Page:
Mar 03, 2019 News
By Abena Rockcliffe-Campbell
Decades ago, Marlon Jardine’s rendition, “Guyana looking just like China,” became very popular locally. This year, this hit remains relevant as Chinese construction companies, restaurants, clothing and hardware stores get even more comfortable in here.
A recent trip to Lethem revealed that China’s heavy presence is not relegated to Georgetown. Chinese dominate several areas—Lethem is one of the main locations.
Locals inhabiting Lethem say that Chinese nationals began appearing some 15 years ago. However, they say that the Chinese nationals have been managing to increase their strength each year with operations growing in size and number. Now, the Chinese enjoy almost full control of Lethem’s main economic activity.
Lethem only became a town less than two years ago—on October 20, 2017. The town, which is still considered a remote area, has just about 1,158 persons living there.
But, no less than 20 stores are owned and operated by Chinese in the Lethem Commercial Zone. These stores are big and well stocked. In fact, some of them can even be compared to a few of the better known Chinese stores on Regent and Robb Streets in the city.
SO, WHY ARE THEY THERE?
China’s market is Brazil. This newspaper understands that 90 percent of Chinese customers are Brazilians. Brazil has over 209 million people.
The three towns in Brazil closest to the Guyana border are Bonfim (just as you cross the Takutu Bridge), then there are Boa Vista, and Manaus.
Manaus alone boasts a population of 1.7 million people. The other two towns—Bonfim and Boa Vista—have 10,951 and 277,799 people respectively.
Now that is a good market. The demand can be measured by the fact that no fewer than three truck loads of goods go to Lethem per week.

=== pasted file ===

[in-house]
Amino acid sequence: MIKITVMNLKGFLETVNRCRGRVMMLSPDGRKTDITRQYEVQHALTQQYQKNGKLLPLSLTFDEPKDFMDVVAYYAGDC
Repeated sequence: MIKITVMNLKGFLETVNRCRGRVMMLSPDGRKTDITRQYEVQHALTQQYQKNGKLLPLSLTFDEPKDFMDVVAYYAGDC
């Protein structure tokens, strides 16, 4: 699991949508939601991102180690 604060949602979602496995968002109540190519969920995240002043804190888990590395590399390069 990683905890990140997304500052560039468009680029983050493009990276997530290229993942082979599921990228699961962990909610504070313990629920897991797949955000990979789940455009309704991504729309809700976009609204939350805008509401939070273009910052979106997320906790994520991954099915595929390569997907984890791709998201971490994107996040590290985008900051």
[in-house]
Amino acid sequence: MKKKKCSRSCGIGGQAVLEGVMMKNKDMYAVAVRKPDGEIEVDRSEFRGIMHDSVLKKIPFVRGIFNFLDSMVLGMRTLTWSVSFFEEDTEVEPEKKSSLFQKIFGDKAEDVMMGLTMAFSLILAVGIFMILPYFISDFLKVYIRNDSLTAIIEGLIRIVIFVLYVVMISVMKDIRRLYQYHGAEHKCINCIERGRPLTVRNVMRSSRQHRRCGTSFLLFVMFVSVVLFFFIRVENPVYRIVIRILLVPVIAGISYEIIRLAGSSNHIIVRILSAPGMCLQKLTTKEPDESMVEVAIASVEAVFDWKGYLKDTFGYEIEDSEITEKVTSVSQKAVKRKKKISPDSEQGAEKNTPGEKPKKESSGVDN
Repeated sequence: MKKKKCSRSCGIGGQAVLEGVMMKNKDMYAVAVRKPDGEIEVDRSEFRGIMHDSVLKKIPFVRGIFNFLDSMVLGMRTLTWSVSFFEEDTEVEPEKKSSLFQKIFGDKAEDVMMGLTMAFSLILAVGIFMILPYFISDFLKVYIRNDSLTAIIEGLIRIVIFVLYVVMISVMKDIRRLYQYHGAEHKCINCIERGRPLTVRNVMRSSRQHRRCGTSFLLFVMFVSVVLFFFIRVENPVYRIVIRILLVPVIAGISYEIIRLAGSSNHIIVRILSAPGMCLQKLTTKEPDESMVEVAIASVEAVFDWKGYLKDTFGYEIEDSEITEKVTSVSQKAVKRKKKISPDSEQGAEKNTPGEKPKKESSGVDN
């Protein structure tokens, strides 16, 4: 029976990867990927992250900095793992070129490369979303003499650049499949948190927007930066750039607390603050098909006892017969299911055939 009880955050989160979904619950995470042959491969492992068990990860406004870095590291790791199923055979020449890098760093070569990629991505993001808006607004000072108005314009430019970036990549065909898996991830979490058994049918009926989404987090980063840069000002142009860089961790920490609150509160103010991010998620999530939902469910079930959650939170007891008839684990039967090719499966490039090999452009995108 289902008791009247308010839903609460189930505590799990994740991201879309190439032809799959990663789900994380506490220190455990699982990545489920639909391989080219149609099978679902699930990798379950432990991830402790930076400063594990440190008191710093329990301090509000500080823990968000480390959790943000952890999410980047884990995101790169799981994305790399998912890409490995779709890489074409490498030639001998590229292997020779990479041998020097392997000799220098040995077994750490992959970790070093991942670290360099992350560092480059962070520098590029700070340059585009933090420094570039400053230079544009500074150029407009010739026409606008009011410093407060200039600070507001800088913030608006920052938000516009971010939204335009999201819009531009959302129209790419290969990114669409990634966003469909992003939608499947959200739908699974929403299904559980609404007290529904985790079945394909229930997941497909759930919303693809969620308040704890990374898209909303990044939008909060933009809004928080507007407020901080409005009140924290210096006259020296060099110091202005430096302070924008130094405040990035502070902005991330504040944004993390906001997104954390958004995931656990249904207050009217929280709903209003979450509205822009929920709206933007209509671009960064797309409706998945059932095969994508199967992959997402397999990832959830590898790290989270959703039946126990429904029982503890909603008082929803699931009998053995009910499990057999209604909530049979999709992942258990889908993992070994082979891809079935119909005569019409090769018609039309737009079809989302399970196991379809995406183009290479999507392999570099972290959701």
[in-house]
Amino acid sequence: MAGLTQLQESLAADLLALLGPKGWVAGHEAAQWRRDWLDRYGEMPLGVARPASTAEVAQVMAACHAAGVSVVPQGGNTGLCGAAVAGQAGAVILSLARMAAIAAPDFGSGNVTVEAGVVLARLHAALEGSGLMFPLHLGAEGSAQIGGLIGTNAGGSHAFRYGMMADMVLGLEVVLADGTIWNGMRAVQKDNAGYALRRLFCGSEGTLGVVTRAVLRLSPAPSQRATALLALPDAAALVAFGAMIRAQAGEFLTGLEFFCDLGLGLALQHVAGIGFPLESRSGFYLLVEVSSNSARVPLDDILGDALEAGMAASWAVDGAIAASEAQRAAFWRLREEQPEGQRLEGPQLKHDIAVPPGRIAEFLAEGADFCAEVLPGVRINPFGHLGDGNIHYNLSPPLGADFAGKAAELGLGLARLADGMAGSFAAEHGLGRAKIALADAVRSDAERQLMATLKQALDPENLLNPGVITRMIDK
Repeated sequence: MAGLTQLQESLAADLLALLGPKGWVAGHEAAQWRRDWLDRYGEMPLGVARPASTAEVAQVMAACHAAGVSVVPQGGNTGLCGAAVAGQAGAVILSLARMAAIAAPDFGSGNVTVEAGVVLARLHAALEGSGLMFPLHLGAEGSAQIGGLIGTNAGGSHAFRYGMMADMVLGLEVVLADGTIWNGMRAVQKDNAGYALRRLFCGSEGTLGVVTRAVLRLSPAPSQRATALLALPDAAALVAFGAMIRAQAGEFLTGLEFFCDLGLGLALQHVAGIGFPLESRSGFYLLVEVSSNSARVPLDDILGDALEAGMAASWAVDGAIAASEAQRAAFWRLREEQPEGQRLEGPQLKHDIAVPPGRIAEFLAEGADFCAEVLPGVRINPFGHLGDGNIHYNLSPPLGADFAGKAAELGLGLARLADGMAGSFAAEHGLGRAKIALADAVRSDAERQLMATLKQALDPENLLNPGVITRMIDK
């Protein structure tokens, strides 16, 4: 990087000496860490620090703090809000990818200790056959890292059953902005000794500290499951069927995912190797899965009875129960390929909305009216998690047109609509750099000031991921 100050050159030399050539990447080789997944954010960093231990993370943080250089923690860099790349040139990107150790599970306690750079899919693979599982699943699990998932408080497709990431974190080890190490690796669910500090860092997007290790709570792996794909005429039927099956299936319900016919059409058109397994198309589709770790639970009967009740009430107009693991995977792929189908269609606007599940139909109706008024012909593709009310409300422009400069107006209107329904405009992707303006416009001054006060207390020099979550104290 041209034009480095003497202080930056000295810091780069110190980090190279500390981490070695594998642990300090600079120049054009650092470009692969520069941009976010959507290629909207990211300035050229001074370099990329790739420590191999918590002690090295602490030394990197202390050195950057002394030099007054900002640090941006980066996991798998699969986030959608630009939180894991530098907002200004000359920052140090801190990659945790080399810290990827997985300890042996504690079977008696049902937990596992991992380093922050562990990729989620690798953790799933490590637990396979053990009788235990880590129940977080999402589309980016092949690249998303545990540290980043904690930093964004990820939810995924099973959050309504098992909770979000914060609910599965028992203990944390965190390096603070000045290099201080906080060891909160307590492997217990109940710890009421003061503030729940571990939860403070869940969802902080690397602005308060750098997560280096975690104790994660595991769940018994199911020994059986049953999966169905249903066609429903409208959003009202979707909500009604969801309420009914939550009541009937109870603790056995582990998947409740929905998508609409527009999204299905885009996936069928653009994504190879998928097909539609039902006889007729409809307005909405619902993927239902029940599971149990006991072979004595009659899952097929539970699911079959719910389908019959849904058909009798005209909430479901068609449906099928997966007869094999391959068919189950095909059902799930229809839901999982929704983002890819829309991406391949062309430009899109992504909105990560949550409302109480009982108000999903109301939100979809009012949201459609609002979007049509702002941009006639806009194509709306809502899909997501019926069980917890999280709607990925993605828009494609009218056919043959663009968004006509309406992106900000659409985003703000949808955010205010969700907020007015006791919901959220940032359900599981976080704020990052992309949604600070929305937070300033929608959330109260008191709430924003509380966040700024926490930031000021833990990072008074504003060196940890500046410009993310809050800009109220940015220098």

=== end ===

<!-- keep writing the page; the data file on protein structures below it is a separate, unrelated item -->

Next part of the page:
So good is the network of Chinese Nationals in Georgetown and Lethem that “the one set of trucks supply all the stores. So they use about two or three trucks and those bring goods for everyone.”
WHAT IS GUYANA GETTING?
When Kaieteur News visited Lethem, the obvious question was, “How is Guyana benefitting from this takeover”?
There was not much that the locals could have pointed to.
However, a few were quick to note that some local food joints benefit. “When the Brazilians come over, they have to eat.”
Another fact that was pointed to was that about 30 locals have gained employment as sales representatives. But many believe that this is mainly because of the language barrier. Most Guyanese living in Lethem speak Portuguese so they can relate to the Brazilian customers.
This newspaper spoke to some of the sales representatives. They view their pay as “reasonable” but indicated that they do not make contributions to the National Insurance Scheme (NIS).
Many of the stores are said to be “subsidiaries” of commercial establishments in Georgetown and have ‘temporary’ licences.
Therefore, when goods are being transported to Lethem from Georgetown, no taxes are paid as it is assumed that relevant taxes were paid in Georgetown. This newspaper understands that random searches are sometimes executed at checkpoints.
WHAT IS VAT?
Information received by this newspaper suggests that the Chinese stores operating in Lethem usually do self assessment to pay ‘regular’ taxes. But they do not pay Value Added Tax (VAT).
In fact, most of these stores are not even registered for VAT. Further, there is little or no monitoring of the quantity of goods sold.